Goldsworthy is known internationally for his temporary outdoor sculptures and permanent installations, a practice he has evolved over thirty years exploring the idea of ‘materials in place’. In his ephemeral practice, he uses whatever natural materials and weather conditions are to be encountered at the place of making, creating short-lived, often formal works of tension and intensity.
As a counterpoint, Goldsworthy’s permanent commissions engage predominantly with the layered and encultured history of land use, frequently through agricultural and geological frames of reference, such as farming and quarrying.
For Folkestone Triennial 2014, Goldsworthy has worked with a team of people to collect clay from Folkestone’s beaches, and has created two installations in a disused shop at 48 Old High Street. One of these installations has enabled the making of a new video work through time-lapse photography, which will exhibited at 64 Tontine Street along with two other videos and two photographic works – all made in Folkestone. Taken together, all of these works examine the passing of time, provoking an awareness of Folkestone's 'seasonal' economy, and the cycle of urban regeneration and decay.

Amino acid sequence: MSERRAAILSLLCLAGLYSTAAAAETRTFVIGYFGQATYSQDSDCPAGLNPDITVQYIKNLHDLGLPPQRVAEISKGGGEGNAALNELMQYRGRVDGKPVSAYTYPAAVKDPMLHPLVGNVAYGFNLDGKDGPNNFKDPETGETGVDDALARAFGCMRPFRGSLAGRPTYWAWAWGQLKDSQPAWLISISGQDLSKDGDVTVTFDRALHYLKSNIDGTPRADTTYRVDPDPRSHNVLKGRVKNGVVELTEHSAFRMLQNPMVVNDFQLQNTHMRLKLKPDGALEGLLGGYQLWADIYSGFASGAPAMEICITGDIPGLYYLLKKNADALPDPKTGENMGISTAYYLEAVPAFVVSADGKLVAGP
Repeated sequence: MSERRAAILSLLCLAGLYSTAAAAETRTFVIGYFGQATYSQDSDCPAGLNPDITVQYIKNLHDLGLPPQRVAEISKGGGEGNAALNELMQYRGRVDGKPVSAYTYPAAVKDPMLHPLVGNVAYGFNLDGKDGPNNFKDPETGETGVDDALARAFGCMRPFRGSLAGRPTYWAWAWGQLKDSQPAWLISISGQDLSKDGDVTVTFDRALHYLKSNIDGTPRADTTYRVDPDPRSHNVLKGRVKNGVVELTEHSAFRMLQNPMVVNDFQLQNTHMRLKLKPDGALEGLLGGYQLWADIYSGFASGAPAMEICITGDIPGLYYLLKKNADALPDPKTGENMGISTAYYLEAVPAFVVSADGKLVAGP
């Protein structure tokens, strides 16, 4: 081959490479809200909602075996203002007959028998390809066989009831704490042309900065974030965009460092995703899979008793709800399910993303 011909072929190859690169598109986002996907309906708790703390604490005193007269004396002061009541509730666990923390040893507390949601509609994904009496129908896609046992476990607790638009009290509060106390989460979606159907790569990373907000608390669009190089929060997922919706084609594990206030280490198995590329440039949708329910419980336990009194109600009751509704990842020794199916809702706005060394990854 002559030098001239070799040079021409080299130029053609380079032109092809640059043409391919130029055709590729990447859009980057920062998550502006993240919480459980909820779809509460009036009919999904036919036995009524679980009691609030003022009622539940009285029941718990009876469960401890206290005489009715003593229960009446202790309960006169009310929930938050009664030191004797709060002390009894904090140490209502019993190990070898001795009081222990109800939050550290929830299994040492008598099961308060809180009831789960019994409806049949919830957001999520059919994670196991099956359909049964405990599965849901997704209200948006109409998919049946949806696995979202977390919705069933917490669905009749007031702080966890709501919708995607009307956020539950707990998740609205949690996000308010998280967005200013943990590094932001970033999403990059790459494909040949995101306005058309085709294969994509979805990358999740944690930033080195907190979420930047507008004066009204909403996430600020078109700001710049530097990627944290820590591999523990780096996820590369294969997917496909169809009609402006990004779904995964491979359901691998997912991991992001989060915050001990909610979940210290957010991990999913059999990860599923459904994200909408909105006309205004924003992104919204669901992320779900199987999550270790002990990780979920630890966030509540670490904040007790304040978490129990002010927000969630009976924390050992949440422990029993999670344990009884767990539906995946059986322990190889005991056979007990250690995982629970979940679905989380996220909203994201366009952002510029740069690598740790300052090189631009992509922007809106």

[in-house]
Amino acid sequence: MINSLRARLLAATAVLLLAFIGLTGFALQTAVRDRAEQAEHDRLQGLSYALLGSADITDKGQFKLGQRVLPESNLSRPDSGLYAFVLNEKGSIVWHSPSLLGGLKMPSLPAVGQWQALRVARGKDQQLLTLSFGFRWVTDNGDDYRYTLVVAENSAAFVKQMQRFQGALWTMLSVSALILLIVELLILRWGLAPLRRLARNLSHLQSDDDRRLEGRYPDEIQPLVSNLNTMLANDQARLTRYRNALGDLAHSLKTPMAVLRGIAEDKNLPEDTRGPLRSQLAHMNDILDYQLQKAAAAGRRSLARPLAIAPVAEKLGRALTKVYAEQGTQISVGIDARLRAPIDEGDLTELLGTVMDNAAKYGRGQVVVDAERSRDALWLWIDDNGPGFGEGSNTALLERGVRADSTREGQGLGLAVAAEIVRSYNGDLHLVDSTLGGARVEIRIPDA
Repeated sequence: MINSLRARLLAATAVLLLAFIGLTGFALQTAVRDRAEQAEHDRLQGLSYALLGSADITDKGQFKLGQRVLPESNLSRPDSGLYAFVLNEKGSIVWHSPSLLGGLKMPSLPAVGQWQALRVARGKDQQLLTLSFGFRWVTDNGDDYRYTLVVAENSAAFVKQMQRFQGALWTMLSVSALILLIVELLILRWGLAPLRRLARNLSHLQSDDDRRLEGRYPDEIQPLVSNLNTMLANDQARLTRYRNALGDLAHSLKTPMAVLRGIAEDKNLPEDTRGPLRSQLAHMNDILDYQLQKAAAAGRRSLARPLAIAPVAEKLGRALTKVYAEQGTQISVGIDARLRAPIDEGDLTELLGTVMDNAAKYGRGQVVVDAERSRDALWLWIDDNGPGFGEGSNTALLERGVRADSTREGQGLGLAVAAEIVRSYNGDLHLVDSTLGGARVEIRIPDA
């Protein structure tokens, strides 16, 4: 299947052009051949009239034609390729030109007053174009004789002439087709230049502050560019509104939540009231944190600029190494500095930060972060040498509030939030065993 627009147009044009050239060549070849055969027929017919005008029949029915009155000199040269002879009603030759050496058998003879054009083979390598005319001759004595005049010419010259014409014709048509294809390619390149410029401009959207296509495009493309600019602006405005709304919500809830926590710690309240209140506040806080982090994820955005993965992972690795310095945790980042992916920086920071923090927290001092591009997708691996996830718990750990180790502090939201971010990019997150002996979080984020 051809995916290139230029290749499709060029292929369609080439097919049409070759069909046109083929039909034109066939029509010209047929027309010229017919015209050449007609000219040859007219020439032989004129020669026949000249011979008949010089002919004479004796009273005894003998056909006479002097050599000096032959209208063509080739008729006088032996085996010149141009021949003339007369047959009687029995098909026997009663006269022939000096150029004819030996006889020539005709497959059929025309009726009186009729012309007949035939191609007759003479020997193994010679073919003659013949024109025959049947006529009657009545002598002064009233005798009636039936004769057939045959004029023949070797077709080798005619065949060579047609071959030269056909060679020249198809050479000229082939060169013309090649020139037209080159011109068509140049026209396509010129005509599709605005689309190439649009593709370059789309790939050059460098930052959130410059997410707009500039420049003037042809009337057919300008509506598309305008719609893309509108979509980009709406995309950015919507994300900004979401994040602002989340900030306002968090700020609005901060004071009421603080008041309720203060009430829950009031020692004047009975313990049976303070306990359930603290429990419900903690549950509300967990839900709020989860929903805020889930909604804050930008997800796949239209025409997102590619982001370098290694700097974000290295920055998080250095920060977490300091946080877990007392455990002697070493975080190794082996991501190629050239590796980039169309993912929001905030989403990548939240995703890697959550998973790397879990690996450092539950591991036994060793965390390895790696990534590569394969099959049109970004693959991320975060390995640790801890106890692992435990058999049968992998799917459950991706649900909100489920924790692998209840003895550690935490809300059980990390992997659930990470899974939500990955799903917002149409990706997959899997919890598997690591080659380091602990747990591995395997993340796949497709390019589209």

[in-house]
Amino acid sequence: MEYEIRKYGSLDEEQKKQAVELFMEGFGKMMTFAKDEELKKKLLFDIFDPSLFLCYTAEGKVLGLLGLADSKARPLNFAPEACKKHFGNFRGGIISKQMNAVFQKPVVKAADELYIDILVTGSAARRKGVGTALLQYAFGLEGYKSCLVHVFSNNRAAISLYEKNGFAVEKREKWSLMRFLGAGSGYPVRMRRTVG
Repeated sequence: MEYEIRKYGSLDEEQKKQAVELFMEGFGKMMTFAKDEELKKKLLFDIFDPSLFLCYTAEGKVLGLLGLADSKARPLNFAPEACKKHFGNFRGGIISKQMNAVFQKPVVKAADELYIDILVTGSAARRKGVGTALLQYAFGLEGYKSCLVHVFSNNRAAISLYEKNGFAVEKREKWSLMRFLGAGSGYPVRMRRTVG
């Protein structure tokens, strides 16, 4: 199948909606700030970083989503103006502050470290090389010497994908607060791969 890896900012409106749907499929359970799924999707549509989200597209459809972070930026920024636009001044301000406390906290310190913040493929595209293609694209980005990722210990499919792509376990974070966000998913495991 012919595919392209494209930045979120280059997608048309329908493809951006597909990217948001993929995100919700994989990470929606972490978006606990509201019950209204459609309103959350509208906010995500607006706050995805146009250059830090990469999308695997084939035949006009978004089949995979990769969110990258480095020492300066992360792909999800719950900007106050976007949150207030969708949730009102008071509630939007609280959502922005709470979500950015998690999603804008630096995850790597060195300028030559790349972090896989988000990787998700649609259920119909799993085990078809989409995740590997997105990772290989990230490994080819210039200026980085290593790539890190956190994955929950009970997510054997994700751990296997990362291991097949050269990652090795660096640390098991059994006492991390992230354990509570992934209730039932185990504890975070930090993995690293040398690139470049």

Born in Cheshire in 1956, Goldsworthy studied at Bradford College of Art (1974-75) and Preston Polytechnic, Lancaster Annex (1975-78). He has lived and worked in south-west Scotland for over twenty years. Solo exhibitions include: Andy Goldsworthy at Yorkshire Sculpture Park, Wakefield, UK (2007-08); En Les Entranas del Arbol, Palacio de Cristal, Museo Nacional Centro de Arte Reina Sofia, Madrid (2007-08); and Andy Goldsworthy: Snow, deCordova Sculpture Park and Museum, Lincoln, Massachusetts (2011). Recent permanent installations include: Spire, Wood Line and Tree Fall, Presidio of San Francisco, USA (2008, 2010 and 2013); Stone Coppice, Stone House Bonnington, Clay Tree Wall and Coppice Room at Jupiter Artland, Bonnington, Scotland (2009, 2011); and Stone Sea, St Louis Art Museum, St Louis, Missouri, USA (2013).
Find more of Andy Goldsworthy's work.
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